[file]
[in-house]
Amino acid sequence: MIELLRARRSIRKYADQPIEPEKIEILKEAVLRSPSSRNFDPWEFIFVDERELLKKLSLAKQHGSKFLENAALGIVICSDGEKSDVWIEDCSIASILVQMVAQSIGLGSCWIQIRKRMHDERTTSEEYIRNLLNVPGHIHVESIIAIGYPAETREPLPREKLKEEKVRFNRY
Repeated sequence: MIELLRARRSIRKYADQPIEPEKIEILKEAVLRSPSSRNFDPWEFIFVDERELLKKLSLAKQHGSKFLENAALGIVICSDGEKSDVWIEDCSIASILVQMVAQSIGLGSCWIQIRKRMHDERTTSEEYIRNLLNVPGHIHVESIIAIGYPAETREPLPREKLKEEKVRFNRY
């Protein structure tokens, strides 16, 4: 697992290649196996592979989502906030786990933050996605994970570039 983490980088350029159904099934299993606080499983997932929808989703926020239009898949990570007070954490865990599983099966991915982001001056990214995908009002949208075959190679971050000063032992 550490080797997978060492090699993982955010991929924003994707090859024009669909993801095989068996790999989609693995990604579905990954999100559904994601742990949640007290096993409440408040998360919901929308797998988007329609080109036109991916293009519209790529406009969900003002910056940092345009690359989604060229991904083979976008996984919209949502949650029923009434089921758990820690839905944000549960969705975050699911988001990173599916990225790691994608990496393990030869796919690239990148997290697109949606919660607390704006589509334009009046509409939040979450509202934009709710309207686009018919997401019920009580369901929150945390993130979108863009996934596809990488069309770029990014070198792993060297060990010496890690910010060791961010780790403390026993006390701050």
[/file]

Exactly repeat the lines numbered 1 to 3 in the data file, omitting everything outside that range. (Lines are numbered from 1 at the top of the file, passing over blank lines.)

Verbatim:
[in-house]
Amino acid sequence: MIELLRARRSIRKYADQPIEPEKIEILKEAVLRSPSSRNFDPWEFIFVDERELLKKLSLAKQHGSKFLENAALGIVICSDGEKSDVWIEDCSIASILVQMVAQSIGLGSCWIQIRKRMHDERTTSEEYIRNLLNVPGHIHVESIIAIGYPAETREPLPREKLKEEKVRFNRY
Repeated sequence: MIELLRARRSIRKYADQPIEPEKIEILKEAVLRSPSSRNFDPWEFIFVDERELLKKLSLAKQHGSKFLENAALGIVICSDGEKSDVWIEDCSIASILVQMVAQSIGLGSCWIQIRKRMHDERTTSEEYIRNLLNVPGHIHVESIIAIGYPAETREPLPREKLKEEKVRFNRY